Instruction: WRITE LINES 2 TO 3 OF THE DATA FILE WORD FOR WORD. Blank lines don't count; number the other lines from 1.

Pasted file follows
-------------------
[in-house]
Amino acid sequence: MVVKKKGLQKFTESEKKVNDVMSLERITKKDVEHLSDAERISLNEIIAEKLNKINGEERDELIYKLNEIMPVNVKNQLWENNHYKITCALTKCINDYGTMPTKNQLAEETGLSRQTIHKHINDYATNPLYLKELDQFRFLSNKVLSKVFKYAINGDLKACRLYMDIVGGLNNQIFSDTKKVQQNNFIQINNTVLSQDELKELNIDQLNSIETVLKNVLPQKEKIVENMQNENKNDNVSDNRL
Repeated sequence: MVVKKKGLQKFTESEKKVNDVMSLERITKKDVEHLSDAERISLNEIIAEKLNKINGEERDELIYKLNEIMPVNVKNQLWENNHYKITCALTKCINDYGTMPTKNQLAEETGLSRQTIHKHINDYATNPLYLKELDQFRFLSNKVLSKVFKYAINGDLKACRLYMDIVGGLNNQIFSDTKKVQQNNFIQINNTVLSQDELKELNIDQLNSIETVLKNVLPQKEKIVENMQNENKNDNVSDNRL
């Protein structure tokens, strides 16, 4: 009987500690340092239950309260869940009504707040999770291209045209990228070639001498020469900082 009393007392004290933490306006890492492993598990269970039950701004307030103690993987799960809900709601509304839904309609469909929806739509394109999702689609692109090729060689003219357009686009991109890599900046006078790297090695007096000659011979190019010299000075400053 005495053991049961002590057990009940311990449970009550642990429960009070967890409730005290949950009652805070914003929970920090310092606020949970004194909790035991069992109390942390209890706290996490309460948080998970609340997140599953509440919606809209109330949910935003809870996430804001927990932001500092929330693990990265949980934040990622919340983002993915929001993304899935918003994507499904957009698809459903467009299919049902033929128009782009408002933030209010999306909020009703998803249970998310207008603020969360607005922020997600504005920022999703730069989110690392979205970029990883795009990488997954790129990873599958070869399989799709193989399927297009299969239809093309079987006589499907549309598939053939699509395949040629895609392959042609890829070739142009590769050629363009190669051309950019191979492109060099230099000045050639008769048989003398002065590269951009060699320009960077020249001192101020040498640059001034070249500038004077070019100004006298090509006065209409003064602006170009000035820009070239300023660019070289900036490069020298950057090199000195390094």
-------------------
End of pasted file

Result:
Amino acid sequence: MVVKKKGLQKFTESEKKVNDVMSLERITKKDVEHLSDAERISLNEIIAEKLNKINGEERDELIYKLNEIMPVNVKNQLWENNHYKITCALTKCINDYGTMPTKNQLAEETGLSRQTIHKHINDYATNPLYLKELDQFRFLSNKVLSKVFKYAINGDLKACRLYMDIVGGLNNQIFSDTKKVQQNNFIQINNTVLSQDELKELNIDQLNSIETVLKNVLPQKEKIVENMQNENKNDNVSDNRL
Repeated sequence: MVVKKKGLQKFTESEKKVNDVMSLERITKKDVEHLSDAERISLNEIIAEKLNKINGEERDELIYKLNEIMPVNVKNQLWENNHYKITCALTKCINDYGTMPTKNQLAEETGLSRQTIHKHINDYATNPLYLKELDQFRFLSNKVLSKVFKYAINGDLKACRLYMDIVGGLNNQIFSDTKKVQQNNFIQINNTVLSQDELKELNIDQLNSIETVLKNVLPQKEKIVENMQNENKNDNVSDNRL